Monday, April 3, 2017

Follow Your Bliss; Find Your Process

Joseph Campbell said to follow your bliss. My bliss is making up stories and experiencing them as if I’m inside the character’s head. (Sometimes I hear their voices, but they shut up once I put them on paper.)

At one point, however, writing became as excruciating as pulling teeth and jamming them back in.

A little background:

I always believed that in order to write professionally you needed to outline. So I did an outline for a novel that I always wanted to write. I had everything completed. I had a scene list, a timeline and a character sheet.

I was prepared.

But when the time came to write, I choked.

Sunday, March 26, 2017

The schedule of a writer

I have no idea what a schedule of a writer is.

It should be simple, right? You devote a chunk of time for writing, and then you write. But the path I'm taking isn't that simple.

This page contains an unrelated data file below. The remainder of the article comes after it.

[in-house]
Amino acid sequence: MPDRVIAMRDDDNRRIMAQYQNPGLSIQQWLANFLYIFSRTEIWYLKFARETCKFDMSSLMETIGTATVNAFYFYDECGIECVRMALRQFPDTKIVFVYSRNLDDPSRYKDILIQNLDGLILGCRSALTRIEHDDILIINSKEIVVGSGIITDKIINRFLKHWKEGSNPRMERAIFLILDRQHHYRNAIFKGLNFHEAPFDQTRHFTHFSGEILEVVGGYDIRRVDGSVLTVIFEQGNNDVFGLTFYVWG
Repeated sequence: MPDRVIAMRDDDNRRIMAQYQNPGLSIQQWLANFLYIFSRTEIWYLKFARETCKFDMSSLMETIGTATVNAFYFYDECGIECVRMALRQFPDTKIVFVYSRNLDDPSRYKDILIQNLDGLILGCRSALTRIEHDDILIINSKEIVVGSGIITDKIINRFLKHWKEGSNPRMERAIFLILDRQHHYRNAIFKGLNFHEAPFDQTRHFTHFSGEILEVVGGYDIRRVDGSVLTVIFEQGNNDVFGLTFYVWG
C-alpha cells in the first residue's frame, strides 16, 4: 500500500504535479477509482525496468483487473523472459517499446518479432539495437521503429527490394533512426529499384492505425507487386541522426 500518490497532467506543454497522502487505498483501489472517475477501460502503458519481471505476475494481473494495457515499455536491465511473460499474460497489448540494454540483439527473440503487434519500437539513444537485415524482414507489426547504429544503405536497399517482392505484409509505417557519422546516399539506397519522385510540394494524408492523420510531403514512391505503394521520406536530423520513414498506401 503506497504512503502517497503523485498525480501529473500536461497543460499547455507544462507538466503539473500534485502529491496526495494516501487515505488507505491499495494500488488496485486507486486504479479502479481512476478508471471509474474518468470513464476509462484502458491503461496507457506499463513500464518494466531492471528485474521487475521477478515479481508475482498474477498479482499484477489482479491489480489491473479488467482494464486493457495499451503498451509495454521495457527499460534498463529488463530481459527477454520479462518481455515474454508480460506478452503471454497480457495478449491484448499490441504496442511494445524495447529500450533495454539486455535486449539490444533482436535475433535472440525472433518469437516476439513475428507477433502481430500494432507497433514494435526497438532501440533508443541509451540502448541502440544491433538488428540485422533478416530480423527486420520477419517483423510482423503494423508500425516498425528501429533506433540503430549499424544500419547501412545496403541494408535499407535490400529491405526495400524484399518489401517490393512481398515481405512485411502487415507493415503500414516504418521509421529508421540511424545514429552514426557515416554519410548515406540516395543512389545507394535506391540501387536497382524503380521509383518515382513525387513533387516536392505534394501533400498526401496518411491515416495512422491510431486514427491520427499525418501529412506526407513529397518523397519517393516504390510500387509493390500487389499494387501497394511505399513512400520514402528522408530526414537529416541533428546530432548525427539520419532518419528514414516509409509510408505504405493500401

I'm leaning towards self-publishing now, and that would mean taking more tasks beyond my writing schedule. I will need to carve time for marketing. Having a day job cuts into that, and I'm torn between that and writing the next short story or novel.


I'm torn between traditional publishing and self-publishing. On one hand, you don't have to worry about sales channels and advertising, but you only get a portion of the profits--not all. On the other hand, you get all the cash, but you have to do everything. Everything!


With this novel, I don't know where I should shove it to. Right now, I'm testing the waters, experimenting. I had sent a query letter to an interested publisher. We'll see what happens.

At the moment, I should probably dabble with marketing. And to begin, I'm focusing on planning and getting a book cover. I have an idea of how it would look like, and I'm grateful that my husband can do photoshop.

I may need to schedule on working on the book cover.

Monday, November 28, 2016

Progress so far